Newspaper article The Florida Times Union

MARTIN LUTHER KING JR. DAY People of Colors Sing Praise, Pray and Share in the Dream White, Black Churches Unite to Honor Message

Newspaper article The Florida Times Union

MARTIN LUTHER KING JR. DAY People of Colors Sing Praise, Pray and Share in the Dream White, Black Churches Unite to Honor Message

Article excerpt

Byline: Jim Schoettler, Times-Union staff writer

The crowd sat and hummed quietly as the soft chimes of Amazing Grace were played by the St. Paul's By-The-Sea Episcopal Church's bell choir.

Then the Hope Chapel Christian Assembly choir broke into several gospel tunes, including Total Praise and Rock Angels. And many in the crowd stood and danced.

The contrasts in the two musical groups were as apparent as the churchgoers who came to St. Paul's in Jacksonville Beach yesterday to celebrate Martin Luther King Jr.'s birthday.

They came together as one to pray and further a unity project that began five years ago.

The project, Reconcile Jacksonville Beaches, combines the congregations of the predominantly white St. Paul's church and the St. Andrew African Methodist Episcopal Church. Yesterday's service, which drew about 250 people, is one of several annual events involving the two churches, including social events.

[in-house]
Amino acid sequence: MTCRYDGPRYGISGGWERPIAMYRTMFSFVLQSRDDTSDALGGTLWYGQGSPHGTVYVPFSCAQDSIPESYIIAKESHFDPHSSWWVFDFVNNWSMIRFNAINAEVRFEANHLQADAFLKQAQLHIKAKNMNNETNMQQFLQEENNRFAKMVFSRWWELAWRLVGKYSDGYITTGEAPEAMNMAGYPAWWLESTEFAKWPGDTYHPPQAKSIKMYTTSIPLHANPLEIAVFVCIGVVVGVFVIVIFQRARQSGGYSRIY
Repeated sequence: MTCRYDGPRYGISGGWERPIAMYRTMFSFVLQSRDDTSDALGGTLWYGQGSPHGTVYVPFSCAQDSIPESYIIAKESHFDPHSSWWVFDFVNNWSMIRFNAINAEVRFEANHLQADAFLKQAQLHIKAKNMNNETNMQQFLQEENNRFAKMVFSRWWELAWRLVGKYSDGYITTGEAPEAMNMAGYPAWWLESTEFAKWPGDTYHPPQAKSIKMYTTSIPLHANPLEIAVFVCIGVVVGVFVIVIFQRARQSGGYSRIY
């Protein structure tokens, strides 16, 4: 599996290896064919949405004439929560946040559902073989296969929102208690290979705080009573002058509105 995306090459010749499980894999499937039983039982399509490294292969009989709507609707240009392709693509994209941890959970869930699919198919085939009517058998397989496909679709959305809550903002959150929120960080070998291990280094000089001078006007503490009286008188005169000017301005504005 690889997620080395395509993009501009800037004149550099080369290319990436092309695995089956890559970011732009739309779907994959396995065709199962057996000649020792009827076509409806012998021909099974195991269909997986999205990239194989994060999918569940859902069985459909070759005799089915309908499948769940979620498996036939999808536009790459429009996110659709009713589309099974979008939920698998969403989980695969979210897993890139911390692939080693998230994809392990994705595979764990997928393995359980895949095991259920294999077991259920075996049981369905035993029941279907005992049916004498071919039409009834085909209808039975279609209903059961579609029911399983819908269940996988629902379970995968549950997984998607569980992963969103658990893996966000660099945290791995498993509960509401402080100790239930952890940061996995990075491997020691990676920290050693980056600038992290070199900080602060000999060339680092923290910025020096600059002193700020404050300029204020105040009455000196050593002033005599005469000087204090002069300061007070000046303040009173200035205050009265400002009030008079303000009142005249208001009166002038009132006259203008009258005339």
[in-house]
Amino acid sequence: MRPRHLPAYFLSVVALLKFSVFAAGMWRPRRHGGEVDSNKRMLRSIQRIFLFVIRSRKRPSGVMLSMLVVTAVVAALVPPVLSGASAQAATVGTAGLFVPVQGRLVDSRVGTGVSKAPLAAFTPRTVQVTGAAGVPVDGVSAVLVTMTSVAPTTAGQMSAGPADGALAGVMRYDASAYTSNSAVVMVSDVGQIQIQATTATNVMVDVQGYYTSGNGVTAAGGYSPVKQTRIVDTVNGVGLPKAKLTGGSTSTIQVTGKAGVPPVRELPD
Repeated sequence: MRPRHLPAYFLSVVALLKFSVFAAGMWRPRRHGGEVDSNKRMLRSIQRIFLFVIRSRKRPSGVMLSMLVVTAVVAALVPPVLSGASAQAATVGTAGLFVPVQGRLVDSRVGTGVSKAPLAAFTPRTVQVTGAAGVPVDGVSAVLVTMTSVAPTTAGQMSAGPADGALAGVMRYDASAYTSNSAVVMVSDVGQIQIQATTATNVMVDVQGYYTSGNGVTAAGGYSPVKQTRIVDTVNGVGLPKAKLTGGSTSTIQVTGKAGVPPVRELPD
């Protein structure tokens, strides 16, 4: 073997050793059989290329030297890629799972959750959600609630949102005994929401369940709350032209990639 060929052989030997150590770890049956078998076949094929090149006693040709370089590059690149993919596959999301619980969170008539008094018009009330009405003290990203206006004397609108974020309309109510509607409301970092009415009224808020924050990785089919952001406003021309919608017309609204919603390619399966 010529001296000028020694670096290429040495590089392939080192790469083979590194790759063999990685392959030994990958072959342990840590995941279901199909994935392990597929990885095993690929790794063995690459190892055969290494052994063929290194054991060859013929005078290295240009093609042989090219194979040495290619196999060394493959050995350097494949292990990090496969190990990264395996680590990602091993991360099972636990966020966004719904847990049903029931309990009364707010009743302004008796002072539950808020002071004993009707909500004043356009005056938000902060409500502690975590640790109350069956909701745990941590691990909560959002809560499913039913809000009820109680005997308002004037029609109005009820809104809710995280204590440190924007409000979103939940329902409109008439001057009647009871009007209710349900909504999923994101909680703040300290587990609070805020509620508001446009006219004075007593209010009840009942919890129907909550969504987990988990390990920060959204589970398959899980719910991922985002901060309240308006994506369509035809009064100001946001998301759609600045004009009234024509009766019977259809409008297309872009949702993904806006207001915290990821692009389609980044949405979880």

"You get to know each other as human beings," said Mike Borno, a St. Paul's member who organized the event. "This [yesterday's service] strengthens and brings forward his [King's] message so that we all appreciate what he lived for and what he died for."

Those attending the two hours of song, speeches and prayer said they were happy to celebrate King's birthday together.

During the service, King's voice, heard in tape-recorded excerpts of his sermons, echoed off the walls of the large sanctuary. At one point, two white youths and two black youths took turns reciting parts of King's famous I Have a Dream speech.

"It shows that we may have different skin color and different personalities, but we can survive together," said Mable Bass, 62, who attends St. Andrew. "I think it's important to show the unity between the communities."

Frances Wiggins, 75, of St. Paul's, said such events help promote racial harmony in the Jacksonville area.

"It's one of my favorite things. I come every year," Wiggins said. …

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